We started a new tradition this year during our Thanksgiving gathering. My niece made these beautiful little cards:
Everyone, all 27 of us, scratched out what we were thankful for. We then put them in a hat and reached in and took out someone’s thanks and read it. We guessed who they belonged to. It was a wonderfully fun thing to do and truly made us reflect on the good in our lives.
As part of my joy journey to joy I want to practice thankfulness and gratitude on a daily basis.
The book 1000 Gifts a Dare to Live Fully Right Where You Are introduced me to the idea that thanksgiving is transformational. Perhaps I knew that already but Ann Voscamp’s chronicled journey into counting gifts was convicting and inspirational. But, somehow I’ve hesitated to jump in fully. It felt contrived and not from the heart, to just look at things and write them down. The heart didn’t feel particularly grateful. I think it needs to be more than just a list.
Somehow in making the list you have to be present to what you are giving thanks for. Be fully present to the gift.
(Mindfulness, being present, is another topic I’ll explore in the quest for joy.)
Robert Emmons has devoted his life work to studying gratitude and the effect it has on our well being. He’s written books and speaks on how to become and practice gratitude. Here is a post about 10 ways to become more grateful.
I don’t think, as Christians, we need to shy away from secular teachers. I find it fascinating that science confirms that giving thanks actually leads to happier, healthier people. Dr. Emmons is clear that gratitude is recognition for gifts received that are not necessarily merited.
The basis of the grace of the gospel of Jesus Christ is that our salvation is an unmerited gift. That is our ultimate gift and the one we look forward to.
But there are gifts right now in this life all around us. Unmerited gifts waiting to be recognized and given thanks for.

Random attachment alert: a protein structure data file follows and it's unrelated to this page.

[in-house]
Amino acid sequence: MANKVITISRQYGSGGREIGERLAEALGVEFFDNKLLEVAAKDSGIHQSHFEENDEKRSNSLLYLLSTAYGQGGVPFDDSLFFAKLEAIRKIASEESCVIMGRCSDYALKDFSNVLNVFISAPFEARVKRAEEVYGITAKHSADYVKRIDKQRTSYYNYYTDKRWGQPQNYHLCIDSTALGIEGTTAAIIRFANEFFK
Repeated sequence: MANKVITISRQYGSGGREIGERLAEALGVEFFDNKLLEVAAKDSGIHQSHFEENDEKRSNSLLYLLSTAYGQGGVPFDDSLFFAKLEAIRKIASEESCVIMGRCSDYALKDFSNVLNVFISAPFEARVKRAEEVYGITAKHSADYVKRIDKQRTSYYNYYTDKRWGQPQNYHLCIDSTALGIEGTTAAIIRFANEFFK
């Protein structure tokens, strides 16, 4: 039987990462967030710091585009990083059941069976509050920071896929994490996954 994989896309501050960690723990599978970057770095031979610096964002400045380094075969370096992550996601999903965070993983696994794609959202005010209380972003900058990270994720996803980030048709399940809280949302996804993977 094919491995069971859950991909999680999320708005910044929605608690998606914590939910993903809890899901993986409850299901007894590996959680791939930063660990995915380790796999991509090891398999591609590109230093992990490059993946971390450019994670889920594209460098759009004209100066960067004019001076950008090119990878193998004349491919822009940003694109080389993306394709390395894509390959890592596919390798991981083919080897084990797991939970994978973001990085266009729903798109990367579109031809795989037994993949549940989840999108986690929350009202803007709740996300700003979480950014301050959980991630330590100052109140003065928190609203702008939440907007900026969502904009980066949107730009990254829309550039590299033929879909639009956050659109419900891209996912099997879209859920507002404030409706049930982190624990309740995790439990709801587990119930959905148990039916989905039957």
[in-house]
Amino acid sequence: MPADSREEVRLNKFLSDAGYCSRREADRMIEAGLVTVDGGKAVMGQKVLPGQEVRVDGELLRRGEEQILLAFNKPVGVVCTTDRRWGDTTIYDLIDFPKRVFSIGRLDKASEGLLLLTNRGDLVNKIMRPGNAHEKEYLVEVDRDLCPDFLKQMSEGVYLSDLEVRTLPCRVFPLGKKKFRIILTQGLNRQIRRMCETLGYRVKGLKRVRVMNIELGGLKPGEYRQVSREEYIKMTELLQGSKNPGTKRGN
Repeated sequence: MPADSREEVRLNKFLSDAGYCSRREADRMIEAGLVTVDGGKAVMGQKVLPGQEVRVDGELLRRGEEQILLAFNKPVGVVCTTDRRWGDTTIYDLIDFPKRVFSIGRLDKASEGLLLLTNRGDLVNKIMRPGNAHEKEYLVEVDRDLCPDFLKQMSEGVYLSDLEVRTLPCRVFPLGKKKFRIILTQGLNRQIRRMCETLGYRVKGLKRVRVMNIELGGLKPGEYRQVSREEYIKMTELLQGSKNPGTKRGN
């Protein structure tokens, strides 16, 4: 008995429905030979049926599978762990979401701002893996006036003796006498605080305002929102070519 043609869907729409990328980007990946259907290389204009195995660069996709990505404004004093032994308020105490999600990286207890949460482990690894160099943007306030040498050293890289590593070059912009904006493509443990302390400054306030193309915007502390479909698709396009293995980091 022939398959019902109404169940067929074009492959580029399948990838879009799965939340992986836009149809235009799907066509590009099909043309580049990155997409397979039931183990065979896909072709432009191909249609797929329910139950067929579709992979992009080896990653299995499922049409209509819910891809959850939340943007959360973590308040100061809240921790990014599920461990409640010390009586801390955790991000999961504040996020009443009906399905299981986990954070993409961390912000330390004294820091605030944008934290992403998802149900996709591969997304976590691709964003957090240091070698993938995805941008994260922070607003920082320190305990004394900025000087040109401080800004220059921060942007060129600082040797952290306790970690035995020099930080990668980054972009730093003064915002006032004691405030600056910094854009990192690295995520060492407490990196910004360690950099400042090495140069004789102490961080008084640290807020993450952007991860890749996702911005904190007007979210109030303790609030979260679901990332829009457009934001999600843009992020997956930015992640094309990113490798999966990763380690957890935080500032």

In looking for things to be grateful for it can be tempting to be grateful for our personal accomplishments or to simply make comparisons about how we have more, stuff, success, money, than others. But this is not true gratitude.
In a study done by Emmons and McCullough the distinction was made that gratitude is not a comparison to others and what we have that they don’t. From a Psychology Today blog post:
Realizing that other people are worse off than you is not gratitude. Gratitude requires an appreciation of the positive aspects of your situation. It is not a comparison. Sometimes noticing what other people don’t have may help you see what you can be grateful for, but you have to take that next step. You actually have to show appreciation for what you have, for it to have an effect. ~Alex Korb
There are psychological and physiological affects from the practice of Gratitude. From the same article:
feelings of gratitude directly activated brain regions associated with the neurotransmitter dopamine.
So once you start seeing things to be grateful for, your brain starts looking for more things to be grateful for. That’s how the virtuous cycle gets created.
A cycle of gratitude. I’m hoping this will be true as I start the practice of finding gifts. Everyday listing gifts, the small the big, inside, out side, people, nature. All is a gift and I want to appreciate them and be present to them, and be fully present to the greatest gift; God.
You make known to me the path of life; in your presence there is fullness of joy; at your right hand are pleasures forevermore. Psalm 16:11
Would you like to start giving thanks and practicing gratitude? Here are a number of resources to help you.
track n share tracks more than just gratitude, health, food, pain and more
Tips to giving thanks:
And the beginnings of my list:
See the Gift, Record the Gift, Apprehend the Gift of Joy